A graveyard for governors at the capitol may happen

Published: Oct. 20, 2021 at 5:47 PM CDT|Updated: Oct. 20, 2021 at 5:48 PM CDT
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BATON ROUGE, La. (WAFB) - It started as an idea one year ago during a routine morning stroll around the capitol. Now, state Rep. Michael Echols, a Republican from Monroe, has decided to go through with it.

“I had already begun working on this bill with some staff, asking about statutes that were currently in place for that area as a home for former governors, and they said there wasn’t a law on the books to allow that,” said Echols.

Putting pen to paper, he decided to begin drafting a bill that would make such a law. Part of his inspiration is to preserve the memory of some of those governors in our history that not everyone is too fond of, instead of seeing their chapter in history completely erased.

“There’s been a movement in the past to tear down statues and tear down history. This is really to respect the past, respect the history, and respect the service. No matter how good, bad, or indifferent the characters may be to have served in that role,” Echols explained.

Rep. Echol’s believes this piece of legislation could attract lawmakers from both sides. Democrat state Rep. Patrick Jefferson thinks it’s an idea he can get behind.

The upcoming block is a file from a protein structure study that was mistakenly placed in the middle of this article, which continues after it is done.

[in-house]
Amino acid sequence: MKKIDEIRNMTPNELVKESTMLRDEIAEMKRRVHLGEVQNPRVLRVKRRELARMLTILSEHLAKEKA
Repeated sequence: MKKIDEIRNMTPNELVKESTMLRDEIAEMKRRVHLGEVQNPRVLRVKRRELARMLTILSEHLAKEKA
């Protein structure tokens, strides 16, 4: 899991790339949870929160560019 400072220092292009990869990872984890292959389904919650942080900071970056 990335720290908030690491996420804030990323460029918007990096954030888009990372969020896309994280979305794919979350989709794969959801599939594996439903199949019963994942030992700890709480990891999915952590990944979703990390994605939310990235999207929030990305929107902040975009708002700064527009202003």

“I think that would be a good approach and a good tribute to the individuals who served in that capacity,” said Jefferson.

Although he’s a fan of the idea, Rep. Jefferson would want to make sure the governor’s spouses would be included in the bill as well.

“If a person is elected governor, you rest assure that spouse also does a great deal for the great state of Louisiana,” Jefferson continued.

The idea gained momentum when the widow of the late Governor Edwin Edwards recently said he once told her that he would like to be buried on the capitol grounds just like Long. The current Governor Edwards chimed in on the conversation today saying he’s, “looking forward to reviewing the legislation once it’s drafted and finalize”.

Now what needs to happen is a finalized draft of the bill needs to be submitted for the upcoming legislative session and make its way through both chambers of the legislature before it lands the governor’s desk. The next session begins March 14, 2022.

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